You're going to need to find ways to support yourself in retirement.

Social Security is one option available to you, and you should qualify for retirement benefits as long as you've worked and earned work credits for 10 or more years. Savings is another income source -- one you'll hopefully have available to you if you've put money into a retirement account throughout your career.

But what if Social Security and savings aren't enough? It may be time to branch out and consider other options for earning retirement income -- including the following three funding sources you may have overlooked. 

Adult sitting at table using laptop.

Image source: Getty Images.

1. Income from a job

Retiring doesn't automatically mean you have to stop earning a paycheck. Plenty of people opt to work in some capacity in retirement. Whether this is consulting in your field, working part-time for a past employer, or starting a new career, working during retirement can be a great unexpected source of funds. 

Bringing in money from a job as a retiree means you don't have to tap into savings as much, but you should be aware that your Social Security benefits could be impacted if you earn too much prior to your full retirement age.

The good news is, even if you do earn enough income that benefits checks are reduced, you'll eventually get bigger Social Security payments later if you forfeited some benefits in the short term. This can really pay off if you end up increasing the size of future retirement benefits you need to rely on more later in retirement when working becomes harder.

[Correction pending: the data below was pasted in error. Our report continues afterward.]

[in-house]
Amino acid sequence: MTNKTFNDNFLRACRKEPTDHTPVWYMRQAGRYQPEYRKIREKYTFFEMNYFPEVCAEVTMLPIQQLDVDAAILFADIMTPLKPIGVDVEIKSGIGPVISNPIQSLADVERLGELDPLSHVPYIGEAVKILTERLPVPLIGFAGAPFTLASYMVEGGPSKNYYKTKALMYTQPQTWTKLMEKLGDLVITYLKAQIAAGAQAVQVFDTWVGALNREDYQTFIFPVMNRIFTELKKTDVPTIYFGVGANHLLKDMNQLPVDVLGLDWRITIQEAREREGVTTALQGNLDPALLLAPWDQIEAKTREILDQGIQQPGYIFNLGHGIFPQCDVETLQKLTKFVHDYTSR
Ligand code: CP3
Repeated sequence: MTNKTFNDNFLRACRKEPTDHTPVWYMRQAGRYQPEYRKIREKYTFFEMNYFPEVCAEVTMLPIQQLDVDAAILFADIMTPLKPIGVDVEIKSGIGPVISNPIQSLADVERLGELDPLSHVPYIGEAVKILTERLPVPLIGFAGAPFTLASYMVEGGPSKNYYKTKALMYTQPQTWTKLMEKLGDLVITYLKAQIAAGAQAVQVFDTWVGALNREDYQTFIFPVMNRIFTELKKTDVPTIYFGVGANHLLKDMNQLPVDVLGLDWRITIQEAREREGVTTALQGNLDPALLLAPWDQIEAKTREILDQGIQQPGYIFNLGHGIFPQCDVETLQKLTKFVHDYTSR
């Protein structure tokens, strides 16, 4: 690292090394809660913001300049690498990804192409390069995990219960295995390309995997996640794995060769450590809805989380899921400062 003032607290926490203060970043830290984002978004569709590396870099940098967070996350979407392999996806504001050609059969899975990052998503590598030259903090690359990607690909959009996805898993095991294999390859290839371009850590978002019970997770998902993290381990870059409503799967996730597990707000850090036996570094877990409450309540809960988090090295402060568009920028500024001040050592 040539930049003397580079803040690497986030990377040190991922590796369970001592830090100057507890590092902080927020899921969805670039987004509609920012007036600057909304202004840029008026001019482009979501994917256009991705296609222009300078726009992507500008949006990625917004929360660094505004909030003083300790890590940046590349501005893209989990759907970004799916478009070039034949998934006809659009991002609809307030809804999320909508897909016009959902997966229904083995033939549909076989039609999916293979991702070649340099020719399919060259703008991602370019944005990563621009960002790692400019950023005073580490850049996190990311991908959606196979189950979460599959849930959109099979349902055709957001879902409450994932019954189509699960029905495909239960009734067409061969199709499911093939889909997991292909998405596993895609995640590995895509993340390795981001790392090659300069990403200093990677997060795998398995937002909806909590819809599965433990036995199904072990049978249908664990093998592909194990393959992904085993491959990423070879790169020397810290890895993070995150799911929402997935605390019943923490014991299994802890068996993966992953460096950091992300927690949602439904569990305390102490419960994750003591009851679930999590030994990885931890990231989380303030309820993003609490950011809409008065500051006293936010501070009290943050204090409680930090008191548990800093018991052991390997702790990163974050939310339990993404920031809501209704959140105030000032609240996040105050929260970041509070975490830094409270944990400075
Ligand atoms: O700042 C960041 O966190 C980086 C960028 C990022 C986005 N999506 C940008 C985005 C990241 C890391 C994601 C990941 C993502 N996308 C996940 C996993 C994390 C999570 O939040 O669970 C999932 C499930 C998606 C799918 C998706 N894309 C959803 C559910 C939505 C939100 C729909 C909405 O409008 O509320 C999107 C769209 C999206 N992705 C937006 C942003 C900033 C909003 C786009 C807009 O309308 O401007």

2. HSA distributions 

Most people think of their 401(k) or IRAs when considering where their retirement money will come from. But a health savings account (HSA) can also be an unexpected source of funds as well.

HSAs are meant to help you afford healthcare. If you have a qualifying high-deductible health plan, you can make tax-deductible contributions to them. You do not have to use the money as you put it in, though. You can invest it and allow the account to grow.

As a retiree, you can take money out of your HSA without being taxed on your distributions if you use it for qualifying healthcare expenses. Since medical care is often a big expenditure for seniors, the ability to take tax-free distributions from this account can provide substantial savings. And you also have the option to withdraw money from your HSA for anything you'd like without penalty after age 65, although you would be taxed on the distributions at your ordinary income tax rate.

If you have the ability to contribute to an HSA, consider doing so in order to invest this money and have it as an income source as a retiree. 

3. Getting money from your home 

Finally, if you are a homeowner, your house could help supplement your income in a number of different ways as a senior.

You could rent out a room or your entire house if you are traveling, look into getting equity out of the home with a reverse mortgage, or sell the house and downsize to a smaller and cheaper place while investing the extra money you walk away with to provide you with more income to live on. 

Consider whether any of these three unexpected sources of retirement income will help you have a more secure retirement.